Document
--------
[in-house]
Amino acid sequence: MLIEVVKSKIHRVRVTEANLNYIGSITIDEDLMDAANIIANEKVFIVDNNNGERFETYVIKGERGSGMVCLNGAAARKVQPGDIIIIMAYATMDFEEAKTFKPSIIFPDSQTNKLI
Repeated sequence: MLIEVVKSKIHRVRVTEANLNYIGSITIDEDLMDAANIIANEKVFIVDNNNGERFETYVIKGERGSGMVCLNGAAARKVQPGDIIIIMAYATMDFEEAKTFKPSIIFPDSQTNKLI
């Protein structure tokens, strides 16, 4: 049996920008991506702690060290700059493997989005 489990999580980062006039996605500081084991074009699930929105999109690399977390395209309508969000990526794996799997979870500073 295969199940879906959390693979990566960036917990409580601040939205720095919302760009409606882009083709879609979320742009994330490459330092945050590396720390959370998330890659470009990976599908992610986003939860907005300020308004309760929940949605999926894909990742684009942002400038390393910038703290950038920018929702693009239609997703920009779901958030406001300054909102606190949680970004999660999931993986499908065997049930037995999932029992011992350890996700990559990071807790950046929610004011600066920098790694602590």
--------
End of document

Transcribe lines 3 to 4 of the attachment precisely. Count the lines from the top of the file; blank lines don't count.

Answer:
Repeated sequence: MLIEVVKSKIHRVRVTEANLNYIGSITIDEDLMDAANIIANEKVFIVDNNNGERFETYVIKGERGSGMVCLNGAAARKVQPGDIIIIMAYATMDFEEAKTFKPSIIFPDSQTNKLI
């Protein structure tokens, strides 16, 4: 049996920008991506702690060290700059493997989005 489990999580980062006039996605500081084991074009699930929105999109690399977390395209309508969000990526794996799997979870500073 295969199940879906959390693979990566960036917990409580601040939205720095919302760009409606882009083709879609979320742009994330490459330092945050590396720390959370998330890659470009990976599908992610986003939860907005300020308004309760929940949605999926894909990742684009942002400038390393910038703290950038920018929702693009239609997703920009779901958030406001300054909102606190949680970004999660999931993986499908065997049930037995999932029992011992350890996700990559990071807790950046929610004011600066920098790694602590």